Snapshots• 21.04.2015 • Noelle Buckley/Bee Together
Photo: Bee Together
Nature: Not all of Luxembourg’s 300 bee species live in hives, which participants in a field trip organised by the environmental groups Bee Together and natur&ëmwelt discovered this month.
Photo: Bee Together
Luxembourg has around 300 different bee species and on 12 April a group of us went to visit some of them at the Remerchen ponds, near Wintrange. Under a warm sun, we followed our guide, Fernand Feitz of natur&ëmwelt, to some nesting sites of these solitary bees.
Fernand came prepared with a small net and some plastic bottles. He proceeded to catch bees and transfer them gently from net to bottle so we could take a closer look. First, a mining bee, with a silvery-grey colour; they make nests of tunnels in the ground. Next, a couple of parasite bees who survive by laying their eggs in other bees’ nests.
Then more bees with shades of yellow, brown and red; small, medium and large. We smiled when we heard that male bees have visibly more facial hair than females. We learned that the polyester bee, who appears later in the year, is so-named as they make a silk-like material in the nest to protect their larvae against humidity. And the ivy bee, which is an oligolectic bee species, meaning they feed their larvae with pollen of specific plants only.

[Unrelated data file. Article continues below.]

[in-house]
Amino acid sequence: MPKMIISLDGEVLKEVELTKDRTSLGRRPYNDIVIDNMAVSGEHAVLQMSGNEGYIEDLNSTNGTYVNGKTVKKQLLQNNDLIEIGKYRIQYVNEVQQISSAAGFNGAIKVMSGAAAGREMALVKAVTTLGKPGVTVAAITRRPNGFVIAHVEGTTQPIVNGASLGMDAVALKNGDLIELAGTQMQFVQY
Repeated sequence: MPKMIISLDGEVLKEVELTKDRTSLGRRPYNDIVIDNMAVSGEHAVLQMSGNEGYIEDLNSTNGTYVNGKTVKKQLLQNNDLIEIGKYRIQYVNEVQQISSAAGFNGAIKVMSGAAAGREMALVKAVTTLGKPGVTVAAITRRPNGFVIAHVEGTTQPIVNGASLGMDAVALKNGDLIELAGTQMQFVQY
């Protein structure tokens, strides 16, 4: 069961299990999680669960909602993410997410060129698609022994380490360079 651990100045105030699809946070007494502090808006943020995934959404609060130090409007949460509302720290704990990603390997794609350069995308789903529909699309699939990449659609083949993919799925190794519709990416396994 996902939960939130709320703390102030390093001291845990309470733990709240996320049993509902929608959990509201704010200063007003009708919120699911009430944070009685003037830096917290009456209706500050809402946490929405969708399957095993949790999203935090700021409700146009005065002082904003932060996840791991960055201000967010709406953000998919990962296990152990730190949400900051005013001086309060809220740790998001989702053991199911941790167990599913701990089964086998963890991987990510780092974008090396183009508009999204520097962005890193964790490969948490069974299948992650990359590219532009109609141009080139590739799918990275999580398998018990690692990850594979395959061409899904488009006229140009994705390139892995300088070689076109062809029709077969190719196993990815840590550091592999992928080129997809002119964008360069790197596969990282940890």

Unlike the honeybee, solitary bees live on their own; they make their individual nest in mounds of earth or holes in walls or tree trunks. Although nests are individual, the bees may nest in large numbers in the same mound of earth. Other bees will nest in empty snail shells or the pile of branches sitting in your garden. The good news is you can spend less time tidying up garden waste, as bees and other insects need this natural debris for habitat. Win-win!
Nests not hives
A solitary bee’s ground nest will have a small entrance, which may be covered over, to try to protect against parasites laying eggs near the bee’s larvae. The nest may have several tunnels forming both nursery and larder for larvae to grow safely with pollen and nectar supplied by the female. The male bees don’t have nests; they live out their short lives in the great outdoors.
Finally, unlike honey bees, solitary bees do not survive over winter. Instead their larvae will emerge in the spring to continue their species’ existence. So it’s very important to have a range of plants and trees in your garden which flower from early spring right through to the end of the year to support solitary bees and other pollinators in their endless quest for nectar and pollen.